#### Date of Award

Fall 2014

#### Degree Type

Thesis

#### Degree Name

Master of Science (MS)

#### Department

Mechanical Engineering

#### First Advisor

Carl Wassgren

#### Committee Member 1

James Litster

#### Committee Member 2

Klein Ileleji

#### Abstract

The stress at the inlet nip region of a roll compactor (i.e., feeder outlet stress) is a necessary input parameter for existing powder roll compaction models; however the nip region inlet stress is poorly understood and difficult to directly measure. The inability to specify the nip region inlet stress on a roll compactor limits comparisons between powder roll compaction models and experimental results. Therefore, this thesis investigates the application of a solid plug model to a powder feed screw of a roll compactor in order to predict the stress at the inlet nip region.

The feeder outlet stress predictions of the Solid Plug models developed by Tadmor et al. (1972), Campbell et al. (1995), and Hyun et al. (1997a) were compared to experimental results. Each of the Solid Plug models under-predicted the experimentally measured feeder outlet stress by orders of magnitude. Potential reasons why the Solid Plug models poorly predicted the experimental results are the accuracy of the friction coefficient measurements and the assumed values for the stress ratios. The friction coefficients could not be completely defined because the surface finish of the feed screw and barrel were unknown, and the stress ratios were assumed to equal one based on the kinetic theory of granular material (Lun, 1991).

The sensitivity of the Solid Plug models to the following input parameters: friction coefficients, stress ratio, and stress-density relationship are investigated. Adjusting the friction coefficients or stress ratios, such that the stress-density relationship predicts a density greater than the lower density limit, is shown to cause the Solid Plug models' feeder outlet stress predictions to rapidly increase and become more sensitive to the mass flow rate. In most cases, varying the friction coefficients or stress ratios by 10% caused the feeder outlet stress predictions to vary by a factor from two to ten. The Solid Plug models' poor predictions of the experimental results are also likely due to assuming constant material parameters such as the friction coefficients and stress ratios.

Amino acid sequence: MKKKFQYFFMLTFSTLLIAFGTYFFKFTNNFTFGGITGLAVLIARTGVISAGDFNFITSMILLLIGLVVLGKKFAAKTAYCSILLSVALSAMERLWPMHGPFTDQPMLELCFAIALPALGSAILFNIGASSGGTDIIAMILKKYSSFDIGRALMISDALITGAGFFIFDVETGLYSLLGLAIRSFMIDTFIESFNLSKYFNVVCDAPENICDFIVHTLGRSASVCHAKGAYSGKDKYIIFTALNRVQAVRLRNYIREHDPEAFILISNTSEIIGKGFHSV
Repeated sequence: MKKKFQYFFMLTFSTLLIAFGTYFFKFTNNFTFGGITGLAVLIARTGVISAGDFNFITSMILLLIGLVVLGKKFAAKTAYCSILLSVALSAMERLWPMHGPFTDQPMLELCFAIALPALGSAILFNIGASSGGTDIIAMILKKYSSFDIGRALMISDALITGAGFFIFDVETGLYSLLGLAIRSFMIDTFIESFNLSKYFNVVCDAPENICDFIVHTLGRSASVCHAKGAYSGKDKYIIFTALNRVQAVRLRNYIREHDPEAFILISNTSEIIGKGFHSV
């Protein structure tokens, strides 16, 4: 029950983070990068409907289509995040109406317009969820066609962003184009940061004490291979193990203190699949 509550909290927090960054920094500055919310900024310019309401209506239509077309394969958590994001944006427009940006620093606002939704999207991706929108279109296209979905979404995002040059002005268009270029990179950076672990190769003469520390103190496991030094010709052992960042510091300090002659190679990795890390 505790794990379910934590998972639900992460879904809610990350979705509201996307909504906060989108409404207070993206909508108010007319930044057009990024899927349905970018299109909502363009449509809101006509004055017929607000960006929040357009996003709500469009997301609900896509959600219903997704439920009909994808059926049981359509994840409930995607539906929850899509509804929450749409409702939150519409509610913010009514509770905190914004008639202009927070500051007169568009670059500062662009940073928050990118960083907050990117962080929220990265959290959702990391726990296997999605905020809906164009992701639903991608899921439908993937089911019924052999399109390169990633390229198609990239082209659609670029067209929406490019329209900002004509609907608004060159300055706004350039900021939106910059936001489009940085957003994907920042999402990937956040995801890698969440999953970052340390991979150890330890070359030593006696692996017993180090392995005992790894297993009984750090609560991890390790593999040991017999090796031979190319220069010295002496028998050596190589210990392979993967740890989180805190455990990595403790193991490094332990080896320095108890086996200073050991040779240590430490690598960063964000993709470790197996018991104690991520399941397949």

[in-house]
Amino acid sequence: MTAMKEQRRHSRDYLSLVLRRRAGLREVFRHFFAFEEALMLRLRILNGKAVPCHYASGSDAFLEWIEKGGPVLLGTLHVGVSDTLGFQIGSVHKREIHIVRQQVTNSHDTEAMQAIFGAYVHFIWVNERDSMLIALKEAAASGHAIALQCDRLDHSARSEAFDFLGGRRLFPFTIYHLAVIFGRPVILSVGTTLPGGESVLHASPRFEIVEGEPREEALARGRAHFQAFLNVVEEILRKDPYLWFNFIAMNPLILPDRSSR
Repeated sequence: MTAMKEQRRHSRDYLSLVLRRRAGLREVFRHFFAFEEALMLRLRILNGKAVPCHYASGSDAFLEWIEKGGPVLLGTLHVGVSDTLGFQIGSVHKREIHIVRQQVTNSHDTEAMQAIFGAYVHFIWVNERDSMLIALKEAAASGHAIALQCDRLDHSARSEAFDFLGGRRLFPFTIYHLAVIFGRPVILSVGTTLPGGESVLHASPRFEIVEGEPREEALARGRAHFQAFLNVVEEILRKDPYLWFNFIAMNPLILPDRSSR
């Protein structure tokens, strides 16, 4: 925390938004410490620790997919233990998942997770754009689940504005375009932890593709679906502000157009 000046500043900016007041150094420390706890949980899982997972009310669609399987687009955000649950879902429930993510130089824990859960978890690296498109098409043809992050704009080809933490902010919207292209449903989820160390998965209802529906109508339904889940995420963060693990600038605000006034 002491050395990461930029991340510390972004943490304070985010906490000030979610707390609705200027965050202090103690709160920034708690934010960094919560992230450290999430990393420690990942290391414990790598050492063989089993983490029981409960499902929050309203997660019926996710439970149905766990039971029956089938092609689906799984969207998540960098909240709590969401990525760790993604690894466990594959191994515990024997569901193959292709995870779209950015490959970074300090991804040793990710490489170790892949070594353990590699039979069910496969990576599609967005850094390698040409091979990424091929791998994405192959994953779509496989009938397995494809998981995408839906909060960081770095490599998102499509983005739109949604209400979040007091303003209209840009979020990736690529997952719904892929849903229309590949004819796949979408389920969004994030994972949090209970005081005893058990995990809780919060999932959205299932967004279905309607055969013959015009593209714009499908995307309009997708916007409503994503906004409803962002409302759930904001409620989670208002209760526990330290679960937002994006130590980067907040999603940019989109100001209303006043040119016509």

The sensitivity of the Solid Plug models to the material input parameters and the effects of the stress-density relationship show that small changes in the material parameters due to the variation in stress along the length of the feed screw could have a significant impact on the Solid Plug models' feeder outlet stress predictions.

The friction coefficients and stress ratios necessary for the Solid Plug models to accurately predict the experimental results were determined. The fitted parameters varied significantly from the initial values input because the initial feeder outlet stress predictions were orders of magnitude below the experimental results. Due to the sensitivity of the Solid Plug models to several input parameters and the poor comparisons between the Solid Plug models' feeder outlet stress predictions and experimental results, the Solid Plug models, as presented in the literature, do not lend themselves to predicting the nip region inlet stress applied to the powder roll compaction models.

In addition to applying the Solid Plug models to a powder feed screw, the Solid Plug models' derivations were extended to determine a relationship between the feeder torque and the feeder outlet stress. The derivations predict qualitatively the linear relationship between the feeder torque and feeder outlet stress observed experimentally, but quantitative predictions are orders of magnitude different. Although the Solid Plug models' predictions of feeder outlet stress are not applicable to powder roll compaction models, experimentally measuring the feeder torque-outlet stress relationship and measuring the feeder torque on a roll compactor would allow for the feeder outlet stress to be predicted. Determination of the feeder outlet stress allows for real time processing and complete comparisons between the powder roll compaction models and experimental results.

#### Recommended Citation

Patterson, Timothy, "Prediction Of The Stress At The Inlet Of The Nip Region In A Roll Compactor" (2014). *Open Access Theses*. 364.

https://docs.lib.purdue.edu/open_access_theses/364